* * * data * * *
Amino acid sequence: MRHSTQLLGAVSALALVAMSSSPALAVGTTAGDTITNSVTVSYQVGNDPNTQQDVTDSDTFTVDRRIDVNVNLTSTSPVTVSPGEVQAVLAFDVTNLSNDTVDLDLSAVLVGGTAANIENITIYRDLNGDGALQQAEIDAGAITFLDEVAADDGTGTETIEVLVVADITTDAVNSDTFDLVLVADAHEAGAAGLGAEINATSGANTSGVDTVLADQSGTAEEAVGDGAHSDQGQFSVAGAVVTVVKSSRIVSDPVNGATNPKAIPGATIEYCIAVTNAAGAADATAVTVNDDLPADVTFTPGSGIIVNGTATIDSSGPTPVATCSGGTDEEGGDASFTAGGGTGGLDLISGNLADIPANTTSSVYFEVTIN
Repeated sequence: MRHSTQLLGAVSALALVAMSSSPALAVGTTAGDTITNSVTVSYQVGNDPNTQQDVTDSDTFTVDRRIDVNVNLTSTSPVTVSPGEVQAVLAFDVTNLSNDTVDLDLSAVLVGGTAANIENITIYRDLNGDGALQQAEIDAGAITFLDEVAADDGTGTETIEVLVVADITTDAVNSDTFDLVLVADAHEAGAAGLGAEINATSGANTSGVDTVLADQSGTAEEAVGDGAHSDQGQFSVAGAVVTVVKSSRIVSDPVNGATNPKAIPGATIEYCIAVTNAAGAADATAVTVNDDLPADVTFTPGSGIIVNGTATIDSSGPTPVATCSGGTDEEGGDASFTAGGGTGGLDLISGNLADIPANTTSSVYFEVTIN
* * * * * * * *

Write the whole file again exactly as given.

Amino acid sequence: MRHSTQLLGAVSALALVAMSSSPALAVGTTAGDTITNSVTVSYQVGNDPNTQQDVTDSDTFTVDRRIDVNVNLTSTSPVTVSPGEVQAVLAFDVTNLSNDTVDLDLSAVLVGGTAANIENITIYRDLNGDGALQQAEIDAGAITFLDEVAADDGTGTETIEVLVVADITTDAVNSDTFDLVLVADAHEAGAAGLGAEINATSGANTSGVDTVLADQSGTAEEAVGDGAHSDQGQFSVAGAVVTVVKSSRIVSDPVNGATNPKAIPGATIEYCIAVTNAAGAADATAVTVNDDLPADVTFTPGSGIIVNGTATIDSSGPTPVATCSGGTDEEGGDASFTAGGGTGGLDLISGNLADIPANTTSSVYFEVTIN
Repeated sequence: MRHSTQLLGAVSALALVAMSSSPALAVGTTAGDTITNSVTVSYQVGNDPNTQQDVTDSDTFTVDRRIDVNVNLTSTSPVTVSPGEVQAVLAFDVTNLSNDTVDLDLSAVLVGGTAANIENITIYRDLNGDGALQQAEIDAGAITFLDEVAADDGTGTETIEVLVVADITTDAVNSDTFDLVLVADAHEAGAAGLGAEINATSGANTSGVDTVLADQSGTAEEAVGDGAHSDQGQFSVAGAVVTVVKSSRIVSDPVNGATNPKAIPGATIEYCIAVTNAAGAADATAVTVNDDLPADVTFTPGSGIIVNGTATIDSSGPTPVATCSGGTDEEGGDASFTAGGGTGGLDLISGNLADIPANTTSSVYFEVTIN